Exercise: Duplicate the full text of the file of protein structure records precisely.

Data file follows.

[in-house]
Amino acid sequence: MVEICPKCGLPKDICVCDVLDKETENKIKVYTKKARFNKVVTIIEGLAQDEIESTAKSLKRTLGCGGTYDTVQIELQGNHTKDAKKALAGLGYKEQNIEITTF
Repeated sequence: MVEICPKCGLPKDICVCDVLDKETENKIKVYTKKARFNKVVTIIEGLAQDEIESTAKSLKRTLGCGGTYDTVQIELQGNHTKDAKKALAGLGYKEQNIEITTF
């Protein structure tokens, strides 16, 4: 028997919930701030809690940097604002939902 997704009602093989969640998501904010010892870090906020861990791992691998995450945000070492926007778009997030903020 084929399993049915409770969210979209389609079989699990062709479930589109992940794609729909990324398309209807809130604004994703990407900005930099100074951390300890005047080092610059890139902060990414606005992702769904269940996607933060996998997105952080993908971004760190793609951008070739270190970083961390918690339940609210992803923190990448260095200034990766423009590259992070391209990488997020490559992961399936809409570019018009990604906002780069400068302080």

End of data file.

[in-house]
Amino acid sequence: MVEICPKCGLPKDICVCDVLDKETENKIKVYTKKARFNKVVTIIEGLAQDEIESTAKSLKRTLGCGGTYDTVQIELQGNHTKDAKKALAGLGYKEQNIEITTF
Repeated sequence: MVEICPKCGLPKDICVCDVLDKETENKIKVYTKKARFNKVVTIIEGLAQDEIESTAKSLKRTLGCGGTYDTVQIELQGNHTKDAKKALAGLGYKEQNIEITTF
């Protein structure tokens, strides 16, 4: 028997919930701030809690940097604002939902 997704009602093989969640998501904010010892870090906020861990791992691998995450945000070492926007778009997030903020 084929399993049915409770969210979209389609079989699990062709479930589109992940794609729909990324398309209807809130604004994703990407900005930099100074951390300890005047080092610059890139902060990414606005992702769904269940996607933060996998997105952080993908971004760190793609951008070739270190970083961390918690339940609210992803923190990448260095200034990766423009590259992070391209990488997020490559992961399936809409570019018009990604906002780069400068302080």